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19
Apr
2017

The Radicalization of a Son

April 19th, 2017 | in Family |    4   

The Radicalization of a Son 

Receiving the news no father should have to hear

By: Wayne Driver

Note: This article first appeared on page 52 in the Spring/Summer 2017 issue of Alliance Connection Magazine

My son Aaron was a happy seven-year-old when his mother died of brain cancer in 1999. He took her death hard and blamed God. He stopped eating so that he could be with his mom. He lost interest in church and became disruptive. No matter what we did or who we took him to see, we seemed unable to help him through the grieving process.

Aaron remained close to his brother and sister but found himself in trouble with the law, running away and skipping school. He got into drugs and alcohol. At 16, he went to live at a group home.

At 19, Aaron found the religion of Islam and had turned his life around. Somewhere along his chosen path, he became secretive and radicalized in support of terrorism.

We never gave up on him. We prayed for him and reached out via the telephone and text messages that went unanswered. Because he had shut us out of his life, all we could do was to love him and continue to pray for him.

Then he set off a bomb outside his sister’s home in Strathroy, Ontario. He died from being shot by a police Then he set off a bomb...officer because he refused to surrender.left margin 25 pixels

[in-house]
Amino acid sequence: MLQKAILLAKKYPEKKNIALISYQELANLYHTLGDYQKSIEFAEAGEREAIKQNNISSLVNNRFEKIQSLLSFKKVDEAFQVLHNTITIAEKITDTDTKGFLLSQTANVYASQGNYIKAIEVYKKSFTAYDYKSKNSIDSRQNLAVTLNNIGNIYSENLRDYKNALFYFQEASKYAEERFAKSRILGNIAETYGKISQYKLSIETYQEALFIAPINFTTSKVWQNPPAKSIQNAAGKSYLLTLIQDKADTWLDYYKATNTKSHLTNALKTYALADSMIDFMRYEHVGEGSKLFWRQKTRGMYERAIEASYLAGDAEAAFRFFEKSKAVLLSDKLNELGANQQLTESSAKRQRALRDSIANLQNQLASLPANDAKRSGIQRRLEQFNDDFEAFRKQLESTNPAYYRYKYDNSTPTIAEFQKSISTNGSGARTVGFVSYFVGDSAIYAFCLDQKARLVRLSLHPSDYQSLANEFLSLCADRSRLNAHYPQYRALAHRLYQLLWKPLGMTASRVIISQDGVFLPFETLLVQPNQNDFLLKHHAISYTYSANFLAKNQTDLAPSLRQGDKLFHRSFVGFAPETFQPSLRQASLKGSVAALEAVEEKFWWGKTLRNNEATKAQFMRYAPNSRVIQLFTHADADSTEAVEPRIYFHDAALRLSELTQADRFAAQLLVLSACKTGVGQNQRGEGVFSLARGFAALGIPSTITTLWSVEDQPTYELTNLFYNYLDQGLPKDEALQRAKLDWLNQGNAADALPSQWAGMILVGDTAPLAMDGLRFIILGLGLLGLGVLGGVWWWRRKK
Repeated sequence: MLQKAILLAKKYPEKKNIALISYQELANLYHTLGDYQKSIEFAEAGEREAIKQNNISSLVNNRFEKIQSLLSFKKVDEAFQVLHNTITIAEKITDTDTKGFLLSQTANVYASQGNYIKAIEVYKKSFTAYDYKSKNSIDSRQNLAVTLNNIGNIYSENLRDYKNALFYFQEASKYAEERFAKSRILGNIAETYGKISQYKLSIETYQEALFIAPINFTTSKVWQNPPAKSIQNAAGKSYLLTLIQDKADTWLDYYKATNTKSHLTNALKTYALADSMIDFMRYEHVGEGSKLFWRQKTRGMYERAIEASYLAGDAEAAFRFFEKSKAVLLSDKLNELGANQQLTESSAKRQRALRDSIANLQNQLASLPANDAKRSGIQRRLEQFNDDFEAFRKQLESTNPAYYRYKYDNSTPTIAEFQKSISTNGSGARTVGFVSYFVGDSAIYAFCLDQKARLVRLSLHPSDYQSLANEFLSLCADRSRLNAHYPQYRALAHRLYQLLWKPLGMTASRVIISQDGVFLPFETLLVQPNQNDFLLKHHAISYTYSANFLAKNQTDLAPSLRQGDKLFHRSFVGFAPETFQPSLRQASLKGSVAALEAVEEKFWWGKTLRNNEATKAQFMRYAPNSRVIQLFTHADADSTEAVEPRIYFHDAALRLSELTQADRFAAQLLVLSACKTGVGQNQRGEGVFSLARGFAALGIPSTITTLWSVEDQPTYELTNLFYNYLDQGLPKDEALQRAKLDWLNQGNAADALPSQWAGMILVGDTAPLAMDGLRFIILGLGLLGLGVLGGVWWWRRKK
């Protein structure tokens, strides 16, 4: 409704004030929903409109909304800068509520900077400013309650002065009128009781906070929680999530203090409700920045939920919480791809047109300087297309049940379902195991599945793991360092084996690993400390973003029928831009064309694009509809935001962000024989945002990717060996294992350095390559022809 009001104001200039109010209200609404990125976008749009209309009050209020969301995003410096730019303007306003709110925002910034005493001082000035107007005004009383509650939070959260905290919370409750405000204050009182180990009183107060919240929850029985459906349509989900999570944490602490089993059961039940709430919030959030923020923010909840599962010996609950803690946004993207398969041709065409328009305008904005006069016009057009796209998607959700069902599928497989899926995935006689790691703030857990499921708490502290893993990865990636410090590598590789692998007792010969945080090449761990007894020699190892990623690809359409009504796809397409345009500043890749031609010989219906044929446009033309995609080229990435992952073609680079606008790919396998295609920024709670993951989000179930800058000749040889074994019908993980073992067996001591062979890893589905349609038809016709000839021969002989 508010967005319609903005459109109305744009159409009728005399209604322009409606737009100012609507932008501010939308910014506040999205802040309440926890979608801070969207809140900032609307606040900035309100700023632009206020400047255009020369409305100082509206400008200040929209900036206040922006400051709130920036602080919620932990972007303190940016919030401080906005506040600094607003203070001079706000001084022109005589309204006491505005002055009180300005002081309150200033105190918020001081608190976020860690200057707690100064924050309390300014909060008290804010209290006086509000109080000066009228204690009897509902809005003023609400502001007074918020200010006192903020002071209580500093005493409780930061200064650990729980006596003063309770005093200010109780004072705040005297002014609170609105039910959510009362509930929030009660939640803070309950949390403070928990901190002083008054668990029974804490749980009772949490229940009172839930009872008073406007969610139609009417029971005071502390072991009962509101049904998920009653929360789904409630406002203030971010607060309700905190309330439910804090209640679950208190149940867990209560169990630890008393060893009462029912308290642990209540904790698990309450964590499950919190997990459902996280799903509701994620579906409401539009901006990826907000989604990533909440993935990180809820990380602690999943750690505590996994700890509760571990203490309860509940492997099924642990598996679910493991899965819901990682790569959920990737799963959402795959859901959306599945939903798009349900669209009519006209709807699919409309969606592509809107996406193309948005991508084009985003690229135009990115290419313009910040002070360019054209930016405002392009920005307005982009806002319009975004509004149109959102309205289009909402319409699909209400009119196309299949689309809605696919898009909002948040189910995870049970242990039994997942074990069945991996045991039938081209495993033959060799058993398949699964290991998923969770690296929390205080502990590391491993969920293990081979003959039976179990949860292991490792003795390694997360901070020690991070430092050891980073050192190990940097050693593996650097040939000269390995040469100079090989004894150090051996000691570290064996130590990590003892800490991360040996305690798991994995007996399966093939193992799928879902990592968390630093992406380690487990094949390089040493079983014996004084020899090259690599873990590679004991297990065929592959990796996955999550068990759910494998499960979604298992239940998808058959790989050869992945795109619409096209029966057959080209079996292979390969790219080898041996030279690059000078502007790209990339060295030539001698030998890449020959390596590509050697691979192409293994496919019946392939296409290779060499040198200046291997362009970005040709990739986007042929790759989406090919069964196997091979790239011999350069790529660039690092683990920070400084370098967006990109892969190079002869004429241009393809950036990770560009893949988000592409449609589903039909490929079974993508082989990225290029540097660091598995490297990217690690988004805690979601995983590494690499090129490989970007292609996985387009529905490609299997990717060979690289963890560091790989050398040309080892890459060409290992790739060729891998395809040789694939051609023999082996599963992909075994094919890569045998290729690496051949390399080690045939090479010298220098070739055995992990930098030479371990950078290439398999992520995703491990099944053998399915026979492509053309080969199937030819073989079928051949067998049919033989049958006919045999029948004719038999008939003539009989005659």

I was shocked when I received the news of his death. It was hard to imagine my son doing something like that. Harder still was seeing him on the evening news and reading articles about what had led to his demise.

I wondered what had driven him to such extremes and pondered what I could have done differently to help him. It boils down to the fact that we all have the right to choose, no matter how misguided others may think our choices are.

To cope with his loss, I choose to pray, and others have prayed for me. I maintain my normal routine, talk about him when asked, go to church, and seek God’s guidance when I hurt. I take refuge in the Word of God.

We made all attempts to help him while he was alive, and we grieve for him now, but “I will say of the Lord, ‘He is my refuge and my fortress, my God, in whom I trust’” no matter what life throws at me (Psalm 91:2).


Wayne Driver

Wayne Driver is intern pastor at Harbour Light Alliance Church in Cold Lake, AB

more stories by Wayne Driver
Tags: magazine-spring-2017

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